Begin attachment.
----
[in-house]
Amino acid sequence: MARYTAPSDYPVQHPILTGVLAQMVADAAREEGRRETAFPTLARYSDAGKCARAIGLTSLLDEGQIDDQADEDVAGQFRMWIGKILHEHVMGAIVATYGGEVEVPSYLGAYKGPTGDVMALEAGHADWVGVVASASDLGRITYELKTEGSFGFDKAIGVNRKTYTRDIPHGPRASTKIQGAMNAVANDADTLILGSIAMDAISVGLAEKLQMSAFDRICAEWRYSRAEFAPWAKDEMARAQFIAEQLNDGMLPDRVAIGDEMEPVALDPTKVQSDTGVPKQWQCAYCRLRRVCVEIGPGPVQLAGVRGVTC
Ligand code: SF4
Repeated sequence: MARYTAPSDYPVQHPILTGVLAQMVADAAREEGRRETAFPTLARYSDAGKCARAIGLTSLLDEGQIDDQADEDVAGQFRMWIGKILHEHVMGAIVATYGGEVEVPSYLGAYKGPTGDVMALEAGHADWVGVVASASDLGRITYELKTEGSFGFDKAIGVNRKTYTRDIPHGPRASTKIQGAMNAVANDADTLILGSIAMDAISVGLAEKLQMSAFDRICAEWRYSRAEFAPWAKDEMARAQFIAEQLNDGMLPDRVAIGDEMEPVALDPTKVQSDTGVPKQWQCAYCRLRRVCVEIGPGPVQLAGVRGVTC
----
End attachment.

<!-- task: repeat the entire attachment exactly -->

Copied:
[in-house]
Amino acid sequence: MARYTAPSDYPVQHPILTGVLAQMVADAAREEGRRETAFPTLARYSDAGKCARAIGLTSLLDEGQIDDQADEDVAGQFRMWIGKILHEHVMGAIVATYGGEVEVPSYLGAYKGPTGDVMALEAGHADWVGVVASASDLGRITYELKTEGSFGFDKAIGVNRKTYTRDIPHGPRASTKIQGAMNAVANDADTLILGSIAMDAISVGLAEKLQMSAFDRICAEWRYSRAEFAPWAKDEMARAQFIAEQLNDGMLPDRVAIGDEMEPVALDPTKVQSDTGVPKQWQCAYCRLRRVCVEIGPGPVQLAGVRGVTC
Ligand code: SF4
Repeated sequence: MARYTAPSDYPVQHPILTGVLAQMVADAAREEGRRETAFPTLARYSDAGKCARAIGLTSLLDEGQIDDQADEDVAGQFRMWIGKILHEHVMGAIVATYGGEVEVPSYLGAYKGPTGDVMALEAGHADWVGVVASASDLGRITYELKTEGSFGFDKAIGVNRKTYTRDIPHGPRASTKIQGAMNAVANDADTLILGSIAMDAISVGLAEKLQMSAFDRICAEWRYSRAEFAPWAKDEMARAQFIAEQLNDGMLPDRVAIGDEMEPVALDPTKVQSDTGVPKQWQCAYCRLRRVCVEIGPGPVQLAGVRGVTC